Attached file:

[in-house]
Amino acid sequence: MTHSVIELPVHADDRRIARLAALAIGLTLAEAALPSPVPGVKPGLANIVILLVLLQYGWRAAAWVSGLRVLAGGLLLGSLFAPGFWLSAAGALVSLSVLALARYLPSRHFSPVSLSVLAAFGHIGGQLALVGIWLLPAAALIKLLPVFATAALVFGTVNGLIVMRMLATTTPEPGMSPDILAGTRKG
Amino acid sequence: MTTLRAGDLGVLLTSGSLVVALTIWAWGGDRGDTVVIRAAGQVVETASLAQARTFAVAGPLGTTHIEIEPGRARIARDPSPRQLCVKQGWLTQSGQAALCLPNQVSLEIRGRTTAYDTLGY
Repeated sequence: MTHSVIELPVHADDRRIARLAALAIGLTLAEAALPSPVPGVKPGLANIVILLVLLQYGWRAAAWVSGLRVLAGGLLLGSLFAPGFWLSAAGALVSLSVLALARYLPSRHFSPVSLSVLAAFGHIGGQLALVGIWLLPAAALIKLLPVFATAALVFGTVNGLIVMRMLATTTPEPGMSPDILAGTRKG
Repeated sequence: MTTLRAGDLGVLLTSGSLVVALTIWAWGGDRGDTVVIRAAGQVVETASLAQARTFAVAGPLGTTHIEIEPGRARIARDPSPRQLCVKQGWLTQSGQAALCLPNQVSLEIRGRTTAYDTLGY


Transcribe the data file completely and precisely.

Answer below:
[in-house]
Amino acid sequence: MTHSVIELPVHADDRRIARLAALAIGLTLAEAALPSPVPGVKPGLANIVILLVLLQYGWRAAAWVSGLRVLAGGLLLGSLFAPGFWLSAAGALVSLSVLALARYLPSRHFSPVSLSVLAAFGHIGGQLALVGIWLLPAAALIKLLPVFATAALVFGTVNGLIVMRMLATTTPEPGMSPDILAGTRKG
Amino acid sequence: MTTLRAGDLGVLLTSGSLVVALTIWAWGGDRGDTVVIRAAGQVVETASLAQARTFAVAGPLGTTHIEIEPGRARIARDPSPRQLCVKQGWLTQSGQAALCLPNQVSLEIRGRTTAYDTLGY
Repeated sequence: MTHSVIELPVHADDRRIARLAALAIGLTLAEAALPSPVPGVKPGLANIVILLVLLQYGWRAAAWVSGLRVLAGGLLLGSLFAPGFWLSAAGALVSLSVLALARYLPSRHFSPVSLSVLAAFGHIGGQLALVGIWLLPAAALIKLLPVFATAALVFGTVNGLIVMRMLATTTPEPGMSPDILAGTRKG
Repeated sequence: MTTLRAGDLGVLLTSGSLVVALTIWAWGGDRGDTVVIRAAGQVVETASLAQARTFAVAGPLGTTHIEIEPGRARIARDPSPRQLCVKQGWLTQSGQAALCLPNQVSLEIRGRTTAYDTLGY